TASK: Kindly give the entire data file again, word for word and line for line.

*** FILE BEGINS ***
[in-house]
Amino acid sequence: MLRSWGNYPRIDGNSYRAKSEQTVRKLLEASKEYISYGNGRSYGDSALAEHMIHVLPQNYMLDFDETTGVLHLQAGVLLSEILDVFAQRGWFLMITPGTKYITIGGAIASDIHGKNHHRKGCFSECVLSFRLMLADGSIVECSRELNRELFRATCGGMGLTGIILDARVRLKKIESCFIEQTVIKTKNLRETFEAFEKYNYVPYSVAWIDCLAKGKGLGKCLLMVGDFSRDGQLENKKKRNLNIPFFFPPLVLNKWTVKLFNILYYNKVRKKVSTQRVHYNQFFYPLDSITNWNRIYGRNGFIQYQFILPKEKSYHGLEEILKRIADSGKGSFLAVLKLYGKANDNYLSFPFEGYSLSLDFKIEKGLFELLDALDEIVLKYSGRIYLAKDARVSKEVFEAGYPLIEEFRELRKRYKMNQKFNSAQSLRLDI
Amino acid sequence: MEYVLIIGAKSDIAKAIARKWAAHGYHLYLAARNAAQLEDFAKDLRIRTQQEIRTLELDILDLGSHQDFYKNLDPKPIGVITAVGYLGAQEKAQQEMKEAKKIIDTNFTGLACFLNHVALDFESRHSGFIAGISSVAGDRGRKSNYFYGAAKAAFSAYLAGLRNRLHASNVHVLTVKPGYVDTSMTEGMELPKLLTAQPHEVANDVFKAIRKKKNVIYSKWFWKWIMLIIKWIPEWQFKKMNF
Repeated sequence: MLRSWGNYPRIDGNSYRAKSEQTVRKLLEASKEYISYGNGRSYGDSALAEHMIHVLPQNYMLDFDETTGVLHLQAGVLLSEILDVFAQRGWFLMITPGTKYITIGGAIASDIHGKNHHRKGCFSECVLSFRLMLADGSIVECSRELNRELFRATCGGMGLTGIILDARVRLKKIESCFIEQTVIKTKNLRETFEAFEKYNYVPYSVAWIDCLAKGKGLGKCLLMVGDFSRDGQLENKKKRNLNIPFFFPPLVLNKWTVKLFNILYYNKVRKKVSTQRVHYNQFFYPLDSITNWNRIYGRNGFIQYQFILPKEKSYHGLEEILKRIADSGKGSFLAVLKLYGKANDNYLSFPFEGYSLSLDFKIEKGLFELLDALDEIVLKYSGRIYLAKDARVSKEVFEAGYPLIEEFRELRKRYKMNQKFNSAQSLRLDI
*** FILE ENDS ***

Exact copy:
[in-house]
Amino acid sequence: MLRSWGNYPRIDGNSYRAKSEQTVRKLLEASKEYISYGNGRSYGDSALAEHMIHVLPQNYMLDFDETTGVLHLQAGVLLSEILDVFAQRGWFLMITPGTKYITIGGAIASDIHGKNHHRKGCFSECVLSFRLMLADGSIVECSRELNRELFRATCGGMGLTGIILDARVRLKKIESCFIEQTVIKTKNLRETFEAFEKYNYVPYSVAWIDCLAKGKGLGKCLLMVGDFSRDGQLENKKKRNLNIPFFFPPLVLNKWTVKLFNILYYNKVRKKVSTQRVHYNQFFYPLDSITNWNRIYGRNGFIQYQFILPKEKSYHGLEEILKRIADSGKGSFLAVLKLYGKANDNYLSFPFEGYSLSLDFKIEKGLFELLDALDEIVLKYSGRIYLAKDARVSKEVFEAGYPLIEEFRELRKRYKMNQKFNSAQSLRLDI
Amino acid sequence: MEYVLIIGAKSDIAKAIARKWAAHGYHLYLAARNAAQLEDFAKDLRIRTQQEIRTLELDILDLGSHQDFYKNLDPKPIGVITAVGYLGAQEKAQQEMKEAKKIIDTNFTGLACFLNHVALDFESRHSGFIAGISSVAGDRGRKSNYFYGAAKAAFSAYLAGLRNRLHASNVHVLTVKPGYVDTSMTEGMELPKLLTAQPHEVANDVFKAIRKKKNVIYSKWFWKWIMLIIKWIPEWQFKKMNF
Repeated sequence: MLRSWGNYPRIDGNSYRAKSEQTVRKLLEASKEYISYGNGRSYGDSALAEHMIHVLPQNYMLDFDETTGVLHLQAGVLLSEILDVFAQRGWFLMITPGTKYITIGGAIASDIHGKNHHRKGCFSECVLSFRLMLADGSIVECSRELNRELFRATCGGMGLTGIILDARVRLKKIESCFIEQTVIKTKNLRETFEAFEKYNYVPYSVAWIDCLAKGKGLGKCLLMVGDFSRDGQLENKKKRNLNIPFFFPPLVLNKWTVKLFNILYYNKVRKKVSTQRVHYNQFFYPLDSITNWNRIYGRNGFIQYQFILPKEKSYHGLEEILKRIADSGKGSFLAVLKLYGKANDNYLSFPFEGYSLSLDFKIEKGLFELLDALDEIVLKYSGRIYLAKDARVSKEVFEAGYPLIEEFRELRKRYKMNQKFNSAQSLRLDI